If only I could really do this. I would change so much. What I wouldn’t change is meeting E, my other half, that’s the piece of time I keep intact, always, no matter where I travel and what bits of the past I scatter. It’s good to have some grounding when you time travel, so you know what to hold on to.

As a time travel enthusiastic, I love the movie Donnie Darko, of course. My sister—not knowing my particular attraction to revising time, though maybe I told her, probably I told her—told me to read The Time Traveler’s Wife, which is such a good book, and left me in tears by the end because it is so romantic. Love transcends time. I happen to believe that, too.

But, and this has perplexed me, what if I were to go back in time, far far back, to the ninth or tenth grade, and adjust a few of my bad choices? Yes, there’s the danger my new life could go off the rails and I’d irrevocably change something that needed to happen in order to meet and catch E. And I worry about this, yes, and I also worry about what would happen to my mind if I step that far back into the past. I don’t want to go back in this body, you see, I want to be the person I was before and make myself take different steps. This isn’t time travel at all, possessing yourself in the past to force your hand, and I don’t know what to call it. And then what if you land in your 15-year-old body, all set with a mission from the future to not sleep with that guy or to write the novel you wanted to write back then or to at least fix your hair because you looked awful, and yet once there you have absolutely no memory of the present? What if you land back in the past and you’re just… in the past? Fifteen again, and forced to do it all over? The whole point in going back would be to bring along this wisdom, this wonder, this regret. Without it, you’re just in high school again, and once was hard enough, thank you. Thinking this kind of thing stresses me out.

Maybe I should just wish that I could send myself messages. Letters that transcend time. Like, I’m 23. I’m in my second year of grad school. I’m starting a novel. And one morning I’m getting dressed in the dark to head off to that early class I signed up for and I don’t remember why and I find a letter in my shoe, tugged up tight in the toe. I pull it out and it’s a letter from me to me.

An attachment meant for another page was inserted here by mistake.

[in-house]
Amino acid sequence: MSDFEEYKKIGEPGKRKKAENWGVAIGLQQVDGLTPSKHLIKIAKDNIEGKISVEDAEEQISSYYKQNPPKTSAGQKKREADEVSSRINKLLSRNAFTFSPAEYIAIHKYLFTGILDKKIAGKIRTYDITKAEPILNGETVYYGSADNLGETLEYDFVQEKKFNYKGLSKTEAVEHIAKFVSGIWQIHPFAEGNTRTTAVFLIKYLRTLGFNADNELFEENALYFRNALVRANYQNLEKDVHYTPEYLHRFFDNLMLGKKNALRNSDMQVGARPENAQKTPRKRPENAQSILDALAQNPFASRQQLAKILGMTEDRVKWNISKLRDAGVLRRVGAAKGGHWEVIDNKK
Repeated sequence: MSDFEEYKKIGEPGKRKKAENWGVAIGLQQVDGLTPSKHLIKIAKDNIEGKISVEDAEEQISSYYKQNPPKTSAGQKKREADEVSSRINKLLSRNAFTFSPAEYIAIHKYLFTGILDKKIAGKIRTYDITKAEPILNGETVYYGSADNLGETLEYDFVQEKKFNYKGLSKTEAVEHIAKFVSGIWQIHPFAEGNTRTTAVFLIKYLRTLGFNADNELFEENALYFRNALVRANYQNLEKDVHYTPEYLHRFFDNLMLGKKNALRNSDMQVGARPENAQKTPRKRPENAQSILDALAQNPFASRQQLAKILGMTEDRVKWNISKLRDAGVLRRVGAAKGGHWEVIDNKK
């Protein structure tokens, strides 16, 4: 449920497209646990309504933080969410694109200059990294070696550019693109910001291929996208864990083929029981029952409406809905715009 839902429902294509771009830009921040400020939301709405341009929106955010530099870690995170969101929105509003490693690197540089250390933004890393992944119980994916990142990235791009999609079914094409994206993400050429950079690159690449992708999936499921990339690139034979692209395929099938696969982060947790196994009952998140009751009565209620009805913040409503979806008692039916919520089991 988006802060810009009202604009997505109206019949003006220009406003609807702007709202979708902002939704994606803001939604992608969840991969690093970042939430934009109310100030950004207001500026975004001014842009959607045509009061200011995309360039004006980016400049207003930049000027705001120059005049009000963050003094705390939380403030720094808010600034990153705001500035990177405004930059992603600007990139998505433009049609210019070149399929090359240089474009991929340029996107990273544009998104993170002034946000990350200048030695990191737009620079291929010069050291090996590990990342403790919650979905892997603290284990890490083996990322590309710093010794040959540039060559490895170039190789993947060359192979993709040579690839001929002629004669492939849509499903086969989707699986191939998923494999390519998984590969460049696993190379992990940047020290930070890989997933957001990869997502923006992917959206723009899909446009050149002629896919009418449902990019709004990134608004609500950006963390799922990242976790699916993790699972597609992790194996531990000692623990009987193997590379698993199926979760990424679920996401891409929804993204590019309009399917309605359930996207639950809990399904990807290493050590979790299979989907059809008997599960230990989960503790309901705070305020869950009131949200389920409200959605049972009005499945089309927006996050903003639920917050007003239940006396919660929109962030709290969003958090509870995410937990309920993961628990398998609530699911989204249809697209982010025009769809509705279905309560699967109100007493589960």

Don’t start that novel. You will spend five years writing it and then you will give up and nothing will come of it and your dreams won’t come true.

I’ll read that, toss the note aside, and put on the shoe. I can see my self in the past ignoring my self from the future.

So I’ll have to leave a second note, on the bathroom mirror:

I am telling you the truth. Don’t write it!

And a voice mail message:

You will fail. Write something else.

And an email from the future:

When your thesis reader says he worries it will fail: He is right. Write something else before this happens.

And messages in chalk all over the sidewalks as I walk my way to class:

You can do it!

Write a different book!

Or you will





p.s. Don’t write the one about the astronaut either.

Will I listen? I wish I knew.

Cascade of Chairs

You know that point of the novel well about halfway when you start looking around wildly, flailing your arms, going where are we? how much longer? are we there yet? Maybe that’s just me. Okay, so you know that point of the novel where you want to print out your pages just to bury yourself in them or sleep under them because you’re forgetting what progress looks like and you don’t know if you’ll believe it unless it’s on top of your head?


Okay, so you know that point of the novel when you wonder if you’re typing in Turkish because your words make no sense? No? Polish. No? When you think you have made up an entirely new language using random keys on your keyboard and if only your story could be so inventive?


Um, you know that point of the novel where you’re suspended over the highway and all the other writers are zooming past in their sports cars and you’re losing your grip and now you’re holding on by one hand and you wonder how far the fall is and you wonder how much longer you can keep hanging on?


Let’s just say I’m at an indescribable point in my novel. Somewhere in the murky middle. Every day is one more day in which I worked on the novel, in which the novel got better than it was before, but it’s still not near fast enough.

I saw someone, not a writer, who was trying to get a handle on my life: So you get up in the morning and you write. Yeah. Then you go to work at a desk job. Yeah. Then you go home and you do what? Sit on the couch, read, watch TV. Then on the weekends you go out to write more? Yup. All day. And you don’t drink? No. And you don’t get high? No. And you don’t dance or do yoga? No. And you don’t have a wii? No. I guess I spend a lot of time sitting down. I guess it’s sad to describe a life this way, as a series of chairs.

My Life as a Series of Chairs: the black chair in the living room to the wooden chair in the café to the bench in the subway to the wheelie chair in the office to the bench in the subway to the couch to the bed. What a beautiful still-life that would make. My novel is making me fat, I think.